Steamboat Springs Tim and Diane Mueller's bid for a court order to force the sale of the Steamboat Ski Area could be snowed under.
District Court Judge Richard Doucette issued a summary judgment Tuesday in favor of American Skiing Company in a dispute over American Skiing's decision to abandon the sale of the ski area to Triple Peaks LLC, the investment group led by the Muellers.
Barring an appeal, the judge's order represents the end of the matter.
"I heard there had been an order, but I didn't know the result," Tim Mueller said when reached at a dinner party Tuesday night. "If it's negative, I'm very, very disappointed."
B.J. Fair, CEO of American Skiing said his management team has been focused on a future that includes Steamboat, even as the lawsuit has been working its way through the court system this year.
"We're just happy this is behind us right now," Fair said. "We have been acting and working with the management of Steamboat as if this were not occurring. We're committed to the future and success of Steamboat."
Steamboat Ski & Resort Corp. President Chris Diamond said his staff has become so accustomed to change it was unfazed by the lawsuit. But he believes this may prove to be a juncture when the entire community begins to embrace its future with ASC.
"(The suit) kept constant focus on the past, which isn't necessarily a good thing," Diamond said. "For our staff up here, they're so professional and change oriented, they just blew right through this. Lots of stuff has changed. I hope some of the people who are looking backwards can start looking forward with us."
Triple Peaks is a group of investors formed by the Muellers in 2001 to acquire the ski area. The Muellers, who own and operate Okemo Mountain Resort in Vermont, were the primary investors and Triple Peaks would have owned Steamboat, Okemo and Mt. Sunapee, N.H. American Skiing Company had announced its intent to sell Steamboat in the spring of 2001 as part of its ongoing efforts to get out from under a mountain of debt.
The two parties announced a $91.4 million sale price on Jan. 31, but on March 26, with Tim Mueller sitting at the closing table in Manhattan, ASC announced it was calling the sale of Steamboat off. Instead, the company announced its intent to sell Heavenly Resort, Calif., to Vail Resorts for between $96 and $99 million.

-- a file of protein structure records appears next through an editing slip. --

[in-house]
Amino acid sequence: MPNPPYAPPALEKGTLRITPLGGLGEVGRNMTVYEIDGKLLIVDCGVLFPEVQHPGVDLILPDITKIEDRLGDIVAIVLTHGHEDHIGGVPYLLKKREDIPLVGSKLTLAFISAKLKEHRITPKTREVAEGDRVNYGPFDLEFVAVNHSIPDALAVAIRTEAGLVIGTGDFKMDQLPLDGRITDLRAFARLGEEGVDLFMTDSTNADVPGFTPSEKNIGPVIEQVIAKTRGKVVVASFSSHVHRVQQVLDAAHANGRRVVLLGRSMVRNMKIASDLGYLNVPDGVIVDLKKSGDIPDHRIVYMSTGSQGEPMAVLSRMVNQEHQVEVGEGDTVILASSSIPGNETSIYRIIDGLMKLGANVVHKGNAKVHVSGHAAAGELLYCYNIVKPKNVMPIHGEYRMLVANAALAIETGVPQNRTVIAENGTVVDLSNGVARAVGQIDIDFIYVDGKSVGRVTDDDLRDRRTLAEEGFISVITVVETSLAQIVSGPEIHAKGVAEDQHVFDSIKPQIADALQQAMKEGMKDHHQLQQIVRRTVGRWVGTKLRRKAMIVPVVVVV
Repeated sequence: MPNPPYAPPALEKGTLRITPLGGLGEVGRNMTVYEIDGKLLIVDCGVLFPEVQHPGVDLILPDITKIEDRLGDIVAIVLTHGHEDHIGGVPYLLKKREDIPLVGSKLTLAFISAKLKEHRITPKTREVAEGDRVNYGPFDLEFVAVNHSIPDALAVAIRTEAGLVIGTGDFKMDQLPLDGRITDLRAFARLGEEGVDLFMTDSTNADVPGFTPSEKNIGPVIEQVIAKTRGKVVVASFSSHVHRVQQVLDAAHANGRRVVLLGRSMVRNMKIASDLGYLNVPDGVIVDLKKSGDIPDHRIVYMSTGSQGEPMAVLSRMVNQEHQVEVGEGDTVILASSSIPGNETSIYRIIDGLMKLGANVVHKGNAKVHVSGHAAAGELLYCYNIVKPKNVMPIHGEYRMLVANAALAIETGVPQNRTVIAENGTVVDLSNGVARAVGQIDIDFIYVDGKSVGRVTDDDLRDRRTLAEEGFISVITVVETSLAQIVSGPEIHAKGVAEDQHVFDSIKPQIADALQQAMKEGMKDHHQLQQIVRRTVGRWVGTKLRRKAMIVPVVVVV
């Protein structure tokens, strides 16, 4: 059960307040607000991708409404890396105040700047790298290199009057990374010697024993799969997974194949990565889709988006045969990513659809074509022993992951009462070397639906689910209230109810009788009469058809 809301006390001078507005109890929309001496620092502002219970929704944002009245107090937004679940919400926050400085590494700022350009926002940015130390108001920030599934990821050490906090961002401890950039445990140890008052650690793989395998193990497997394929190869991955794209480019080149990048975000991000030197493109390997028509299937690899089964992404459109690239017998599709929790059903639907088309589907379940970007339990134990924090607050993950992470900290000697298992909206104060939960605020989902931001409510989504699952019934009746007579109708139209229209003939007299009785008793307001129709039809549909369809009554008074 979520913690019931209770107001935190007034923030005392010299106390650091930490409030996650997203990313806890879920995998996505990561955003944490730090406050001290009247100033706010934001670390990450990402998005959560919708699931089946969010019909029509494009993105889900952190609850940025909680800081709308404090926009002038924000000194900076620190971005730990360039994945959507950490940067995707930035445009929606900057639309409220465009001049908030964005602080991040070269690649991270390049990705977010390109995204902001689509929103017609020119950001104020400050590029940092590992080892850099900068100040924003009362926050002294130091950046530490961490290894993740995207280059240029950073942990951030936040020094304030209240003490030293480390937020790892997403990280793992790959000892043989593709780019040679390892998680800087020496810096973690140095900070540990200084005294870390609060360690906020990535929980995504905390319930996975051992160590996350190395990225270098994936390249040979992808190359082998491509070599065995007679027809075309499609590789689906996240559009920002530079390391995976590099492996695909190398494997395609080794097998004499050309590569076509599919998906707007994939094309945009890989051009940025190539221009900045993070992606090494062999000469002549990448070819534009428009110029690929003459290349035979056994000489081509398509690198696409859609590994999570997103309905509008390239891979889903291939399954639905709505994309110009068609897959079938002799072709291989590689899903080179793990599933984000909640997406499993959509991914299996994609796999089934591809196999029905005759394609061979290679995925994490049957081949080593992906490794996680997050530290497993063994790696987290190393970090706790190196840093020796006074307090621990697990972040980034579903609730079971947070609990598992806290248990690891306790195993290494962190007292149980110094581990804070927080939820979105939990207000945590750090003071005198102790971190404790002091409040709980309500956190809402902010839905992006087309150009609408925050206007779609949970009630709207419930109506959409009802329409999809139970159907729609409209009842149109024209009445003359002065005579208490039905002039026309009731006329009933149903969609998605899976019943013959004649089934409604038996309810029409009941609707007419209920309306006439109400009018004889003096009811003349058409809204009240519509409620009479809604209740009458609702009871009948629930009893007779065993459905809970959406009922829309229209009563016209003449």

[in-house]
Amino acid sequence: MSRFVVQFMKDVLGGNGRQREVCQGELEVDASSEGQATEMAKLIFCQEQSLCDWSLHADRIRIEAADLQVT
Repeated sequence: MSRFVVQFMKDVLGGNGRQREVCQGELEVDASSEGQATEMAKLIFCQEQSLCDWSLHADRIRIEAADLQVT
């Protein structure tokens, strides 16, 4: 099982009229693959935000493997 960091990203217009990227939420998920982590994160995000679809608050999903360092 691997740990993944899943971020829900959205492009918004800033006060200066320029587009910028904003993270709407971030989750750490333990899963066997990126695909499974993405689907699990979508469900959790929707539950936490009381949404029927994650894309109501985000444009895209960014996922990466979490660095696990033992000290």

Fair said his company's sole motivation for selling either one of the resorts was to de-leverage debt. Delays in closing the Steamboat deal forced ASC to miss some deadlines with its creditors, and subsequently reevaluate the deal.
The Steamboat sale contract specified that in the event it was breached, American Skiing Company would be required to pay $500,000 in liquidated damages to Triple Peaks. Fair said ASC offered the $500,000 payment immediately upon withdrawing from the sale last spring, and remains prepared to do that today. However, Triple Peaks rejected the payment, insisting that the terms of the sale contract did not allow ASC to breach the contract. Attorneys for Triple Peaks argued before the court that the language of the contract allowed only Triple Peaks to back out of the deal.
Judge Doucette disagreed.
Acting on his last official day on the job before retiring, Doucette interpreted the language of the contract the same way attorneys for ASC had.
"The language of this agreement is clear and unambiguous, was bargained for by the parties, and was agreed upon by sophisticated negotiators," Doucette wrote, "The agreement will not be rewritten by this court."
The judge cited ample case law in reaching his decision, but it seemed to revolve around the interpretation of a key section of the contract which read: "The purchaser and the seller agree that the liquidated damages contemplated by this section shall be the purchaser's sole and exclusive remedy hereunder for breach by the seller..."
It was Doucette's judgment that the language of the contract was clear.
"By using the terms 'sole and exclusive remedy,' this court concludes the intent was to make this provision a substitute for performance and not merely security for performance," the judge wrote.
Mary Wells, a Denver attorney who represented ASC in the case, said she was convinced all along that the language in the contract was solidly consistent with well-established law.
"This case is on all fours with strong law in Colorado," Wells said. "The judge affirmed in every respect our position. He validated our reading of the contract."
Attorneys for Triple Peaks could not be reached Tuesday night.
Tim Mueller said he and his legal team would look into an appeal, but he said he was unable to comment on the judge's ruling because he had not yet seen it.